In all the above views corresponding parts are represented by the same numerals of reference.
1 represents a disk-shaped platen or table on which the record 2 is carried. In Figs. 1, 2, and 3 I illustrate this record as being in the form of a flatring carrying the volute spiral record-groove on its upper surface. The table 1 is carried on a swinging arm 3, pivoted at one end-as, for instance, in the bearings t4---whereby the platen or table will be free to swing concentrically with the pivot of said arm. The platen or table is driven in any suitable way and by any appropriate mechanism. I illustrate said platen or table as being mounted on a shaft 5 in the swinging arm 3 and as being driven by a series of gears 6 6 6, carried in said arm, the last-mentioned gear being mounted concentrically with the pivot of said arm. These gears are driven in anysuitable way--as, for instance, by a motor-gear 7, connected to any suitable motive device, such as a spring-motor or an electric motor.
8 represents the reproducing device, which will be presently explained and toward which the platen or table is movable in order that the reproducing-needlev may engage with the volute spiral record-groove. Preferably the gears 6 and 7 are so arranged that when rotated in the directionsindicated by the arrows in Fig. 1 thedriving stress will tend to move the platen or table toward the reproducing device. It will be possible by properly proportioning the parts to so adjust this tendency of the platen or table to be moved t0- Ward the reproducing device as to exactly counterbalance the resistance to such movement, so as to reduce wear o'n the feeding device, whether the latter is the reproducing device or a special feed-arm, as will be explained. The friction imposed by the bearing 4to the radial turning of the arm 3 should therefore be suicient to substantially counteract the radial movement of said arm under the stress of the driving-gearing-for instance, by employing a cone-bearing for the arm, as shown in Fig. 2, the friction of which may be adjusted by varying the pressure of the upper bearing-box on the bearing-pin.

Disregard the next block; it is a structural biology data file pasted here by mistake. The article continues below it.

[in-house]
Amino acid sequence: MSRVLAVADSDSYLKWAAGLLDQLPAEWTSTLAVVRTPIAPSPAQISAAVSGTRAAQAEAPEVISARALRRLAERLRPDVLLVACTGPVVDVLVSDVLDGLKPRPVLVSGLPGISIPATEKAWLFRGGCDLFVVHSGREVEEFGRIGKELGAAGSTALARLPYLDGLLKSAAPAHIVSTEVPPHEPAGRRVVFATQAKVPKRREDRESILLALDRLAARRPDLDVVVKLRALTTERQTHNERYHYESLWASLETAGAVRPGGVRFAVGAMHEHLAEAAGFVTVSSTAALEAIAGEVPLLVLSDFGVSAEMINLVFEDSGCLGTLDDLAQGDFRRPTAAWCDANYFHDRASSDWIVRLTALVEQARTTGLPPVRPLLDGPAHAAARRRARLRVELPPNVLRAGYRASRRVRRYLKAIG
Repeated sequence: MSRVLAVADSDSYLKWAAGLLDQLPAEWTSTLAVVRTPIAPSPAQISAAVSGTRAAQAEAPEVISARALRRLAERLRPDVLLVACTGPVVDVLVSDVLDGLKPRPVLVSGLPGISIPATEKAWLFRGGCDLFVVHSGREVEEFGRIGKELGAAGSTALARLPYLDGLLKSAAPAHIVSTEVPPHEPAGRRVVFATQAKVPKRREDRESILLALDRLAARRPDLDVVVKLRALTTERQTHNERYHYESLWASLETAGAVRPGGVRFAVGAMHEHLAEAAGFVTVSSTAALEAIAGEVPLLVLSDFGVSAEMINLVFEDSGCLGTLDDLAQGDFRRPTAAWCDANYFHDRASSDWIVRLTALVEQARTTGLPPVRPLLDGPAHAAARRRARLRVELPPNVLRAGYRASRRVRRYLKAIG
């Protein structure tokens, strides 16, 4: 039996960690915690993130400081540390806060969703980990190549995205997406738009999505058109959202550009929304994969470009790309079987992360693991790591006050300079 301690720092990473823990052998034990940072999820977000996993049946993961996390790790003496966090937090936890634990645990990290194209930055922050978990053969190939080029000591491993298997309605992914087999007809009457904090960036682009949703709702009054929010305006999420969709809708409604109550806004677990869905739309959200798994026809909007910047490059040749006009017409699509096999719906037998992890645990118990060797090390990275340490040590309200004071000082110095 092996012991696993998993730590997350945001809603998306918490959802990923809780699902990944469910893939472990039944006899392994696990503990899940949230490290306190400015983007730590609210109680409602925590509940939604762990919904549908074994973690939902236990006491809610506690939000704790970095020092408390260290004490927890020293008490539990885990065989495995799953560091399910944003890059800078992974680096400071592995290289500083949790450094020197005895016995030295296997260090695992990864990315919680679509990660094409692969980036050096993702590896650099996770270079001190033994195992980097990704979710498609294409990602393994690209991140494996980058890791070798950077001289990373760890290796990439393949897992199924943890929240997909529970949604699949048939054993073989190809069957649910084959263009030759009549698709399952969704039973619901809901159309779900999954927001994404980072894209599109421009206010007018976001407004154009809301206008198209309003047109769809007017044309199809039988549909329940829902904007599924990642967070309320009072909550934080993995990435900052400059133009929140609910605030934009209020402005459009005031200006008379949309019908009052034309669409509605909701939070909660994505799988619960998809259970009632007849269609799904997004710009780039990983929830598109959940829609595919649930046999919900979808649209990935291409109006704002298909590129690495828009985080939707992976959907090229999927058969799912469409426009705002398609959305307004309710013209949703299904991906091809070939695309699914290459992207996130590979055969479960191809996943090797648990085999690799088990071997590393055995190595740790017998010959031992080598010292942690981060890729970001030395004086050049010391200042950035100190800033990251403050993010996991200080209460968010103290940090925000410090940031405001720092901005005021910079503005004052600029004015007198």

The reproducing device is of `any suitable and approved construction and is not illustrated in detail. It is carried on an arm 9, so arranged as to be movable in a plane at right angles to the movement of the platen or table, so as to accommodate any eccentricities or variations of the blank 2. For